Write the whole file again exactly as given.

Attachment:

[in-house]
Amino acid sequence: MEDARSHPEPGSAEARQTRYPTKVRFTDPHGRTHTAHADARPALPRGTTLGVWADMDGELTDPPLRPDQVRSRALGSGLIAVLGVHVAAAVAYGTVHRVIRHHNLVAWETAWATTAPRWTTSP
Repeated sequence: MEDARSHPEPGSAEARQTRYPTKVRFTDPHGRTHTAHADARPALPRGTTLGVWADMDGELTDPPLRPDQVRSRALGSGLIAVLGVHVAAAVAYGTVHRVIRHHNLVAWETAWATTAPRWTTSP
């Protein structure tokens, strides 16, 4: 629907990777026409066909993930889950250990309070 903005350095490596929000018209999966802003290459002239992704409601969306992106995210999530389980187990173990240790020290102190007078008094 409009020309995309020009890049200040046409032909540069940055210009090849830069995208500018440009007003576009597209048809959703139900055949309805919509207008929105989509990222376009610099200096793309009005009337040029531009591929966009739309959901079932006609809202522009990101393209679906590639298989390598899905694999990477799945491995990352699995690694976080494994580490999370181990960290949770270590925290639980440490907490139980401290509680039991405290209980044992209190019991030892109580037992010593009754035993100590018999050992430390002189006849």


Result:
[in-house]
Amino acid sequence: MEDARSHPEPGSAEARQTRYPTKVRFTDPHGRTHTAHADARPALPRGTTLGVWADMDGELTDPPLRPDQVRSRALGSGLIAVLGVHVAAAVAYGTVHRVIRHHNLVAWETAWATTAPRWTTSP
Repeated sequence: MEDARSHPEPGSAEARQTRYPTKVRFTDPHGRTHTAHADARPALPRGTTLGVWADMDGELTDPPLRPDQVRSRALGSGLIAVLGVHVAAAVAYGTVHRVIRHHNLVAWETAWATTAPRWTTSP
């Protein structure tokens, strides 16, 4: 629907990777026409066909993930889950250990309070 903005350095490596929000018209999966802003290459002239992704409601969306992106995210999530389980187990173990240790020290102190007078008094 409009020309995309020009890049200040046409032909540069940055210009090849830069995208500018440009007003576009597209048809959703139900055949309805919509207008929105989509990222376009610099200096793309009005009337040029531009591929966009739309959901079932006609809202522009990101393209679906590639298989390598899905694999990477799945491995990352699995690694976080494994580490999370181990960290949770270590925290639980440490907490139980401290509680039991405290209980044992209190019991030892109580037992010593009754035993100590018999050992430390002189006849």